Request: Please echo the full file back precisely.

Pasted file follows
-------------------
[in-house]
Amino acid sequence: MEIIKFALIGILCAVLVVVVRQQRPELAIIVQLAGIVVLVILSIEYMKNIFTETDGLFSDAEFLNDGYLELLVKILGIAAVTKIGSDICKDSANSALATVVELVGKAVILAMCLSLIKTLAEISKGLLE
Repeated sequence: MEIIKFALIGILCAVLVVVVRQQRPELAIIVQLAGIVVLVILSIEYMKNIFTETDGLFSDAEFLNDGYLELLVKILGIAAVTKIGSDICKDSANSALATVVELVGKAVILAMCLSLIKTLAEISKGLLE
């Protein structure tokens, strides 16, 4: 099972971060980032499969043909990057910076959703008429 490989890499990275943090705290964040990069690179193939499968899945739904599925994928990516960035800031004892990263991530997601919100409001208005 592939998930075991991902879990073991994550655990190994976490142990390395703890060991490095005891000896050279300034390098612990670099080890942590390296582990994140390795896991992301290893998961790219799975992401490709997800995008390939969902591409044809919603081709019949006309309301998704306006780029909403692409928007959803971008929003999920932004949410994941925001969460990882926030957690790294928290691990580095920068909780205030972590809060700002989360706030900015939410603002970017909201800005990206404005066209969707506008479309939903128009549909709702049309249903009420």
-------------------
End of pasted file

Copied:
[in-house]
Amino acid sequence: MEIIKFALIGILCAVLVVVVRQQRPELAIIVQLAGIVVLVILSIEYMKNIFTETDGLFSDAEFLNDGYLELLVKILGIAAVTKIGSDICKDSANSALATVVELVGKAVILAMCLSLIKTLAEISKGLLE
Repeated sequence: MEIIKFALIGILCAVLVVVVRQQRPELAIIVQLAGIVVLVILSIEYMKNIFTETDGLFSDAEFLNDGYLELLVKILGIAAVTKIGSDICKDSANSALATVVELVGKAVILAMCLSLIKTLAEISKGLLE
């Protein structure tokens, strides 16, 4: 099972971060980032499969043909990057910076959703008429 490989890499990275943090705290964040990069690179193939499968899945739904599925994928990516960035800031004892990263991530997601919100409001208005 592939998930075991991902879990073991994550655990190994976490142990390395703890060991490095005891000896050279300034390098612990670099080890942590390296582990994140390795896991992301290893998961790219799975992401490709997800995008390939969902591409044809919603081709019949006309309301998704306006780029909403692409928007959803971008929003999920932004949410994941925001969460990882926030957690790294928290691990580095920068909780205030972590809060700002989360706030900015939410603002970017909201800005990206404005066209969707506008479309939903128009549909709702049309249903009420």